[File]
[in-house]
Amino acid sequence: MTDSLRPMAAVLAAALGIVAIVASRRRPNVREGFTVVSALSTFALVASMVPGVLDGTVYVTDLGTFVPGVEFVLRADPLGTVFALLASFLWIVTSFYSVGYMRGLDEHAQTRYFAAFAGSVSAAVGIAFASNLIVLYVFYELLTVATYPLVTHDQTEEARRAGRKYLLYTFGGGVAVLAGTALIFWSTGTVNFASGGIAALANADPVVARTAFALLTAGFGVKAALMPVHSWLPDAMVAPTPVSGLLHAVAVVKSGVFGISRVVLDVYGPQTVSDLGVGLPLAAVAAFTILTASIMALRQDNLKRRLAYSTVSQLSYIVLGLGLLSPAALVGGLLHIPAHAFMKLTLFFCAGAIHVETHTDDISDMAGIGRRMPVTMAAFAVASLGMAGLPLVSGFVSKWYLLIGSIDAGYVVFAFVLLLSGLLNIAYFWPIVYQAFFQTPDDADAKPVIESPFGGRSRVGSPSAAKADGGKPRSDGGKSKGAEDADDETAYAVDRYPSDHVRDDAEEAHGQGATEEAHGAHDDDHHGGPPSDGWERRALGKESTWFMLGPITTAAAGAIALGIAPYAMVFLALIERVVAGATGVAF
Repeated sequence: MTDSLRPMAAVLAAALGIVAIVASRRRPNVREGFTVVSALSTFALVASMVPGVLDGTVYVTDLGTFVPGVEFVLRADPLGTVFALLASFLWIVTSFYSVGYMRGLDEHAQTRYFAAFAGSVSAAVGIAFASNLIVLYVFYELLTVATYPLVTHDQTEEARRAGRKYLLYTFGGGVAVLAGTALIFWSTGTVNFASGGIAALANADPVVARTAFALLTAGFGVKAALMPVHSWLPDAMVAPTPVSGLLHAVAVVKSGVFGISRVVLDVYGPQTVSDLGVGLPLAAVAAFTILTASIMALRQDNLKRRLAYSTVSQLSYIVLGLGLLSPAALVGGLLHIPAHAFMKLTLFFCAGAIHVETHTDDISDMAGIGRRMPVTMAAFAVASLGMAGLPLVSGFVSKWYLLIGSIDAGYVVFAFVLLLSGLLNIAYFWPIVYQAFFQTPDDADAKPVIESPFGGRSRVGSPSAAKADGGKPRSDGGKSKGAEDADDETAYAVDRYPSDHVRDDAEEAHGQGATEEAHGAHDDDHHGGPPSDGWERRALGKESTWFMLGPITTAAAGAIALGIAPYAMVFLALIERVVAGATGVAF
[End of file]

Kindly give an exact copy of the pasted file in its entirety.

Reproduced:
[in-house]
Amino acid sequence: MTDSLRPMAAVLAAALGIVAIVASRRRPNVREGFTVVSALSTFALVASMVPGVLDGTVYVTDLGTFVPGVEFVLRADPLGTVFALLASFLWIVTSFYSVGYMRGLDEHAQTRYFAAFAGSVSAAVGIAFASNLIVLYVFYELLTVATYPLVTHDQTEEARRAGRKYLLYTFGGGVAVLAGTALIFWSTGTVNFASGGIAALANADPVVARTAFALLTAGFGVKAALMPVHSWLPDAMVAPTPVSGLLHAVAVVKSGVFGISRVVLDVYGPQTVSDLGVGLPLAAVAAFTILTASIMALRQDNLKRRLAYSTVSQLSYIVLGLGLLSPAALVGGLLHIPAHAFMKLTLFFCAGAIHVETHTDDISDMAGIGRRMPVTMAAFAVASLGMAGLPLVSGFVSKWYLLIGSIDAGYVVFAFVLLLSGLLNIAYFWPIVYQAFFQTPDDADAKPVIESPFGGRSRVGSPSAAKADGGKPRSDGGKSKGAEDADDETAYAVDRYPSDHVRDDAEEAHGQGATEEAHGAHDDDHHGGPPSDGWERRALGKESTWFMLGPITTAAAGAIALGIAPYAMVFLALIERVVAGATGVAF
Repeated sequence: MTDSLRPMAAVLAAALGIVAIVASRRRPNVREGFTVVSALSTFALVASMVPGVLDGTVYVTDLGTFVPGVEFVLRADPLGTVFALLASFLWIVTSFYSVGYMRGLDEHAQTRYFAAFAGSVSAAVGIAFASNLIVLYVFYELLTVATYPLVTHDQTEEARRAGRKYLLYTFGGGVAVLAGTALIFWSTGTVNFASGGIAALANADPVVARTAFALLTAGFGVKAALMPVHSWLPDAMVAPTPVSGLLHAVAVVKSGVFGISRVVLDVYGPQTVSDLGVGLPLAAVAAFTILTASIMALRQDNLKRRLAYSTVSQLSYIVLGLGLLSPAALVGGLLHIPAHAFMKLTLFFCAGAIHVETHTDDISDMAGIGRRMPVTMAAFAVASLGMAGLPLVSGFVSKWYLLIGSIDAGYVVFAFVLLLSGLLNIAYFWPIVYQAFFQTPDDADAKPVIESPFGGRSRVGSPSAAKADGGKPRSDGGKSKGAEDADDETAYAVDRYPSDHVRDDAEEAHGQGATEEAHGAHDDDHHGGPPSDGWERRALGKESTWFMLGPITTAAAGAIALGIAPYAMVFLALIERVVAGATGVAF